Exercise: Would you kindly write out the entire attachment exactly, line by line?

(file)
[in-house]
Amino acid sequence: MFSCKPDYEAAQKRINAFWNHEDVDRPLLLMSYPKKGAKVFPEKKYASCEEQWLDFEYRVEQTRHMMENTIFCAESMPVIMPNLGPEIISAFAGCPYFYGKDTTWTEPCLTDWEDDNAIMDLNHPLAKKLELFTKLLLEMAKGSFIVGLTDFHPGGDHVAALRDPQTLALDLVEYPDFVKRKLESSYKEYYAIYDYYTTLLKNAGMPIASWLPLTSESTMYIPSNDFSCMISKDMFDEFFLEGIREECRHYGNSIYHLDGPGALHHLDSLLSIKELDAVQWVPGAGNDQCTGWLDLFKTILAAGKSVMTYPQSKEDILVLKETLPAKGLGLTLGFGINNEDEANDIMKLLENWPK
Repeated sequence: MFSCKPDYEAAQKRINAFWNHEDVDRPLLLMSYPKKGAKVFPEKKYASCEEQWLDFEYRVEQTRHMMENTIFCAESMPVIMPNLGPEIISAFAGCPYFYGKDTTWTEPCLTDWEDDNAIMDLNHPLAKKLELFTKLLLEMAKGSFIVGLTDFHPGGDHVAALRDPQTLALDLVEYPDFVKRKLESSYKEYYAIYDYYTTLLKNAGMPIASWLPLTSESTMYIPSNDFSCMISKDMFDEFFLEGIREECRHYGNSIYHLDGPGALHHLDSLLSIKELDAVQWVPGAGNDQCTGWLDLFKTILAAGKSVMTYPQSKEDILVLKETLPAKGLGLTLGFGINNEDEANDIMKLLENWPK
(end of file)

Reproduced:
[in-house]
Amino acid sequence: MFSCKPDYEAAQKRINAFWNHEDVDRPLLLMSYPKKGAKVFPEKKYASCEEQWLDFEYRVEQTRHMMENTIFCAESMPVIMPNLGPEIISAFAGCPYFYGKDTTWTEPCLTDWEDDNAIMDLNHPLAKKLELFTKLLLEMAKGSFIVGLTDFHPGGDHVAALRDPQTLALDLVEYPDFVKRKLESSYKEYYAIYDYYTTLLKNAGMPIASWLPLTSESTMYIPSNDFSCMISKDMFDEFFLEGIREECRHYGNSIYHLDGPGALHHLDSLLSIKELDAVQWVPGAGNDQCTGWLDLFKTILAAGKSVMTYPQSKEDILVLKETLPAKGLGLTLGFGINNEDEANDIMKLLENWPK
Repeated sequence: MFSCKPDYEAAQKRINAFWNHEDVDRPLLLMSYPKKGAKVFPEKKYASCEEQWLDFEYRVEQTRHMMENTIFCAESMPVIMPNLGPEIISAFAGCPYFYGKDTTWTEPCLTDWEDDNAIMDLNHPLAKKLELFTKLLLEMAKGSFIVGLTDFHPGGDHVAALRDPQTLALDLVEYPDFVKRKLESSYKEYYAIYDYYTTLLKNAGMPIASWLPLTSESTMYIPSNDFSCMISKDMFDEFFLEGIREECRHYGNSIYHLDGPGALHHLDSLLSIKELDAVQWVPGAGNDQCTGWLDLFKTILAAGKSVMTYPQSKEDILVLKETLPAKGLGLTLGFGINNEDEANDIMKLLENWPK